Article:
Our feature photo this month is the view from the farm facing the hills to the south. The land everywhere is quite dry and withered at this time of year after a summer of record heat.
News from the farm:
September quietly arrived on dry winds that play in the tired, drooping leaves of water-stressed trees, coaxing music from these stoic giants who cannot flee from drought. Nimble fingers of breezes, spawned from the warming land after a cool, clear night, play the wind chimes on the porch as if it were a harp. The Wind tells a story of where it has been, and where it’s going, and will sometimes sit and talk for a while, as an old friend back east likes to say. Nature provides a concert like no other for those who will listen! As summer comes to a close here on our little farm in the Cascade foothills, I can feel the nip of the approaching autumn creeping in the windows at night, tapping me on the back as I write. I know old Jack Frost and his icy paintbrush can’t be far away now. Clear dawns often give birth to silver mists in the low areas such as ours, metamorphosing into low clouds as the sun rises, and clearing by noon. Wandering cumulus clouds snuffle about the crystal blue dome of sky these days, and the growing moon may play hide and seek among them in the night. Summer’s heat is not quite done with us yet though, and temperatures in the 90s are predicted for this weekend. It is quite dry, ignition dry, out there, and fire danger is still high. The clay soil has baked as hard as a brick, and I am waiting for the rains to come again to move plants, and plant trees and bulbs. The table grapes and pinot noir are ripening quickly in this heat. So far the harvest looks like it will be a good one.
Wildlife of various kinds are looking for food, and water. Stinklesby, our resident skunk (see our August newsletter), has been about causing mischief. Although I have not seen the little fellow in a while, I have smelled his presence, often under our window at night. The acrid perfume emanating from these cute little creatures can rouse one from a sound sleep, and wake every feline in the house as well. He managed to fire one off under old Seabisquit the Subaru recently, making a stinky ride downtown for me one morning. On the way to town I recall an old saying I often heard growing up, something to the effect of children are best seen and not heard, and I laugh and note to myself that skunks are best seen and not smelled. Stinklesby’s friend and cohort, Jane Doe (a female deer) , has been grazing closer and closer to the house under cover of darkness, nipping buds from the roses along with the clover and grass in areas where I have watered various gardens. I know she is waiting out there with knife and fork for the evening one of us forgets to shut the gate on the main garden and pinot noir vineyard. The growing moon reveals Jane and other critters coming and going at night, if one happens to be up, and looks out the window in the wee hours.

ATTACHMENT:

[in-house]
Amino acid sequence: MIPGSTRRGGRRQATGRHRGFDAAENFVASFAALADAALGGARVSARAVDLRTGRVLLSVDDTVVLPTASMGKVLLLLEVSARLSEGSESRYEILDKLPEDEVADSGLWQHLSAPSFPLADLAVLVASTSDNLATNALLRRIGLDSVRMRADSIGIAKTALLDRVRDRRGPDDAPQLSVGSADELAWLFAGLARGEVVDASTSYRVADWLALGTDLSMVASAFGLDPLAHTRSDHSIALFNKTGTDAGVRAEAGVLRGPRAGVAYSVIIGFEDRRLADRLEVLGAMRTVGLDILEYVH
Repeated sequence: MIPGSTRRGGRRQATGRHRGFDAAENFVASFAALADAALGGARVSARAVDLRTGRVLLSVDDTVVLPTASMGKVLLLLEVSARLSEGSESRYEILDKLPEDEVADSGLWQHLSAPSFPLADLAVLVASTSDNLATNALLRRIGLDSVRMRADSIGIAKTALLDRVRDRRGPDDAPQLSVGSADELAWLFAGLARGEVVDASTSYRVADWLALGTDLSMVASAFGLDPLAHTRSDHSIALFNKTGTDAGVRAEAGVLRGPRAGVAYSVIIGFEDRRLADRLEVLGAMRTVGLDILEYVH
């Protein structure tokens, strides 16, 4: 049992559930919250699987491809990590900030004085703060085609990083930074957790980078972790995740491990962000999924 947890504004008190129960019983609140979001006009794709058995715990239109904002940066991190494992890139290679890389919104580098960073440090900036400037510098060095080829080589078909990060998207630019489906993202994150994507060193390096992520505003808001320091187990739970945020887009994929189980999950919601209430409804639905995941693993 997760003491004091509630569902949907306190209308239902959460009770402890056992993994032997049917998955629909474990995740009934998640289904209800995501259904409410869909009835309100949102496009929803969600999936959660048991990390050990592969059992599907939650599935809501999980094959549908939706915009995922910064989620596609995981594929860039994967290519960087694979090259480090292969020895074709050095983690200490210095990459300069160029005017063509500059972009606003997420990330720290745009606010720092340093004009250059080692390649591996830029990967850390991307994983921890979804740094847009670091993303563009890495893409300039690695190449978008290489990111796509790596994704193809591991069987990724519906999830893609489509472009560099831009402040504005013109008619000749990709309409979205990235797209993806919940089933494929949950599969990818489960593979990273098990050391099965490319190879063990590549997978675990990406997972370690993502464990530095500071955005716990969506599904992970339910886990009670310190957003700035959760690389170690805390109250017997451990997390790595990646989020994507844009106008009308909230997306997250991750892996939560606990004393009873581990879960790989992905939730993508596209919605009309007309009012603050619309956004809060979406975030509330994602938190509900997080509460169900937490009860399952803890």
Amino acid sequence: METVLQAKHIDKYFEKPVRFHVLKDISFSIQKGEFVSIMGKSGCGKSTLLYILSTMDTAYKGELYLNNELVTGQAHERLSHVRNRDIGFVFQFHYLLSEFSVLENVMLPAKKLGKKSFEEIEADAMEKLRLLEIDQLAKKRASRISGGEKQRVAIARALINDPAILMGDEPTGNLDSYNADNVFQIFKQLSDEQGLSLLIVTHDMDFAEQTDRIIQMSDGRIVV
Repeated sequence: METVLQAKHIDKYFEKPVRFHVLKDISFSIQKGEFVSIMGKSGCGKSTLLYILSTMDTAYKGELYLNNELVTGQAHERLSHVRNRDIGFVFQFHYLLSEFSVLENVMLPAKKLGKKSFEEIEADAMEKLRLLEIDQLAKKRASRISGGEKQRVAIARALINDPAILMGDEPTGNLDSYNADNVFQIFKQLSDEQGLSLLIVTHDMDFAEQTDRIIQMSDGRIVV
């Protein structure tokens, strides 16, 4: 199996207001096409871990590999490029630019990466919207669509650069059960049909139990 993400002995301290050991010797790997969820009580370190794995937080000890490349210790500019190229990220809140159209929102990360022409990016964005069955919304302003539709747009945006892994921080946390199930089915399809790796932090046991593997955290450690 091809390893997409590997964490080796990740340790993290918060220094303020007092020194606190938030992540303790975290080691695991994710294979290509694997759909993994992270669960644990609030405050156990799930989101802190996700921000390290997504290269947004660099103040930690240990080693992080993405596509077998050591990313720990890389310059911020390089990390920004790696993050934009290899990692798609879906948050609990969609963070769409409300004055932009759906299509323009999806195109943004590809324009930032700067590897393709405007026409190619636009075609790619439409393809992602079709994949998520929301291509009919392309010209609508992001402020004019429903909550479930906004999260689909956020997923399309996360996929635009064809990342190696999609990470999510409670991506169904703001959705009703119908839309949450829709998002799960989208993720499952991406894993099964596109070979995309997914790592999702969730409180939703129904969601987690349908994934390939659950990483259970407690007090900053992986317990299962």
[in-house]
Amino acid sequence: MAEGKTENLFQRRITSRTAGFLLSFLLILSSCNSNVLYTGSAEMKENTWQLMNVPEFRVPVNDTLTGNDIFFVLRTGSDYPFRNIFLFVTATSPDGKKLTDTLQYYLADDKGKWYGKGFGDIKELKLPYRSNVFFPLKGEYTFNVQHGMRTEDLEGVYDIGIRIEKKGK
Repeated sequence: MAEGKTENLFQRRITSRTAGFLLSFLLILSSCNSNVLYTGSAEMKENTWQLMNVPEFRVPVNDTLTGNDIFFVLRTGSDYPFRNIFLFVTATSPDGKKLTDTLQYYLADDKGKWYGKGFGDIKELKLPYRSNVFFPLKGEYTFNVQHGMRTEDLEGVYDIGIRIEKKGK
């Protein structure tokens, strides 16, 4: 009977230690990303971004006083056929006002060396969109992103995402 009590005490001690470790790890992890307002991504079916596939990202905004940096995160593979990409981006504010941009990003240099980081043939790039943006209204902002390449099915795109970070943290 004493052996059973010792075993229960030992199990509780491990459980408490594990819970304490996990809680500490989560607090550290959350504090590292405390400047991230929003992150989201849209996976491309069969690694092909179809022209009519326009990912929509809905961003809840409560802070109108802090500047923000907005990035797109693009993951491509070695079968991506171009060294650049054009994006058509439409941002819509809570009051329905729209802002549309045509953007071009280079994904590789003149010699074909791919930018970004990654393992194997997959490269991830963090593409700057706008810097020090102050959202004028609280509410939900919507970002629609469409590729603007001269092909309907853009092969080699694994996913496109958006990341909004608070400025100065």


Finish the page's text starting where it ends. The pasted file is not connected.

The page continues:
Music news (schedule posted on the Performance Schedule page):
I am off doing work around the homestead until mid-winter, when Seabisquit the Subaru and I will be performing again. The old car’s odometer has now passed 420,000 miles, and needs some work too! Thanks to all who came to see me at the various farmers’ markets and venues over the spring and summer. It is good to see old friends, and make new ones, one of the things I love best about playing music out and about.
In the meantime, our readers and followers in the U.K. should catch Dana and Susan Robinson while they are touring the U.K. this September through October 5th. These two are really great musicians, as well as really good, good people. New songs of rural America and old time mountain music!
If you are in the vicinity of Mohegan Lake, New York, another great musician and songwriter to catch is Donna Martin. She will be at the Winery at St. George on September 24th.
And finally, one of my all time favorite musicians and songwriters, Bernice Lewis. Her About page says it best. Based out of Massachusetts, she does travel quite a bit. Check her schedule for a venue near you! My favorite quote from her website: “She has a forty-year old daily yoga practice, loves good coffee, and her religion is the Grand Canyon.”
And me? I’ve continued to expand and rearrange the sub-pages under music. The full listing of songs on the CD, the stories behind why some were written, or chosen to cover, are now there. Help yourself, and be sure to check out the sub pages for more information!
In your area, wherever you may be, please do all you can to help keep your own local music alive. Go out and see someone you don’t know, host a house concert, download songs or buy CDs. Or even just stop for a minute to hear someone at a Farmers’ Market. Live, local musicians provide a wealth of talent most people will never hear about in this age of iPods, Internet and TV.